Kalamazoo, Michigan, is home to the headquarters of a large retail optical company with more than 50 locations across the state. So as Alexandra Copeland, OD, planned to open her own practice there, she says that she saw an opportunity in being an independent location in town. “I was interested in having a boutique optical, so I wanted to be somewhere where the demographic would support it,” Dr. Copeland says. “I wanted to be the community eye doctor.”
Decisions to consult with iCare Advisors and join Vision Source® provided resources to guide her through the process. Dr. Copeland and her husband, who were married in November 2016, had been living in the Chicago suburbs where Dr. Copeland worked for a multiple-location OD practice. The hoped-for path to partnership didn’t work out, and in the early months of 2017, she decided it was time to take the plunge on her own. They would leave the saturated Chicago area and narrowed the search down to Kalamazoo, near her husband’s hometown.
By June, she found her space for Innovative Eye Care—one that she just happened to drive by after visiting five other properties with her realtor and family. The general vicinity was ideal, near a new housing development in a prominent space in a mini strip mall. Dr. Copeland took a job with America’s Best two days per week as she settled in Kalamazoo, and she signed the lease by August.
All of the paperwork and plans were complete to begin the renovation process in October. The former hair salon was completely gutted, down to the concrete slab to lay new piping, she says. She worked with a local architect and also her mom, who is also an architect with interior design experience. They pulled together all of the details for Dr. Copeland’s rustic chic vision with a color palette incorporating mostly grays and blues.
Her frame selection differentiates her optical. She met with many frame vendors at Vision Expo West in Las Vegas to make her decisions. “I personally like to push the envelope a little bit but stayed a little more conservative because what I like may not what my patients are looking for.” She plans to evolve her selection as the practice grows, but she’s starting with 400 frames including styles from State Optical, made outside of Chicago; Article One, based in Flint, Michigan; MODO from New York; Jonas Paul kids frames from Grand Rapids, Michigan; and OVVO Optics for its surgical steel, lightweight frames made in Poland and Germany. She followed recommendations that she carry Ray-Ban and Oakley, as those are brands that draw people in.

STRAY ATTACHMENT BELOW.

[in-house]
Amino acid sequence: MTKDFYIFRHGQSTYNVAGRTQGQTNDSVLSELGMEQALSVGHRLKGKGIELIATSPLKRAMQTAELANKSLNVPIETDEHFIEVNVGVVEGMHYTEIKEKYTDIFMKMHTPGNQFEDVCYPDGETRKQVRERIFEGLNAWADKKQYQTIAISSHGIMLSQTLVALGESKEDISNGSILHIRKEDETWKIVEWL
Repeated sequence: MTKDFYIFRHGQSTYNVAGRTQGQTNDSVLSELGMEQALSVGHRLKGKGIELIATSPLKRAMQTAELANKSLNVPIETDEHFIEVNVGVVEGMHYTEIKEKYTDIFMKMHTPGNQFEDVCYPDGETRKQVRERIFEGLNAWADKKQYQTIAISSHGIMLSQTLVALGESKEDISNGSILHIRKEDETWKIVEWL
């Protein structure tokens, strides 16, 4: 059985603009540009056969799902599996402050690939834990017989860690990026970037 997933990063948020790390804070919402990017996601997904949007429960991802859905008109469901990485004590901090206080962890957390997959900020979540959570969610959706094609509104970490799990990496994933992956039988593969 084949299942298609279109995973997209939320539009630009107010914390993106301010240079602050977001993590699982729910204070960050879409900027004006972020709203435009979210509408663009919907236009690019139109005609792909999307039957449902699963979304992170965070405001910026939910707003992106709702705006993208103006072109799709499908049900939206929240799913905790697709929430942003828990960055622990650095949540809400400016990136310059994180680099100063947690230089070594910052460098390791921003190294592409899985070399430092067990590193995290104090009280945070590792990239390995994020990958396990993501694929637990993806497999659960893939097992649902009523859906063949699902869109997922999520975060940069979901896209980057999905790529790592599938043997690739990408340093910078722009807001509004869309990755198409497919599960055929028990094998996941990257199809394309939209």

Dr. Copeland says that providing specialty and medical care could distinguish her office. She is incorporating low vision services, which she became passionate about during her residency at Salus University. She invested in the patient-friendly Icare tonometer and a Marco camera for her slit lamp. “It’s cool for the patients to see what you are looking at in their eyes,” she says, adding that she can share anterior and posterior photos and videos with patients or referring doctors. There’s also an on-site lab space with an edger for quick service.
She was able to open before the end of the year, allowing her to capture some of the year-end rush by patients who wanted to use their benefits or spending accounts. Looking back, she says, “I wish I had done it sooner, but working in different offices gives you an idea of what you do and don’t like.” Her experiences since her 2012 graduation from the Illinois College of Optometry—such as working at an OD/MD group, the Michigan College of Optometry diabetes clinic, the Illinois practice and The Chicago Lighthouse Vision Rehabilitation Center—prepared her for the challenge. She’s says that she is thankful to many colleagues, consultants and company reps in the optical industry who have helped her create her own style.
Get a Head Start on Branding and Frame Inventory
Don’t wait to design your logo and customized signage and materials, says Dr. Alexandra Copeland. Once she had the final design, she says that it took about a month to receive branded materials. Also, plan to have your frames arrive much earlier than you want to open. “Entering frames into inventory is time-consuming,” she says.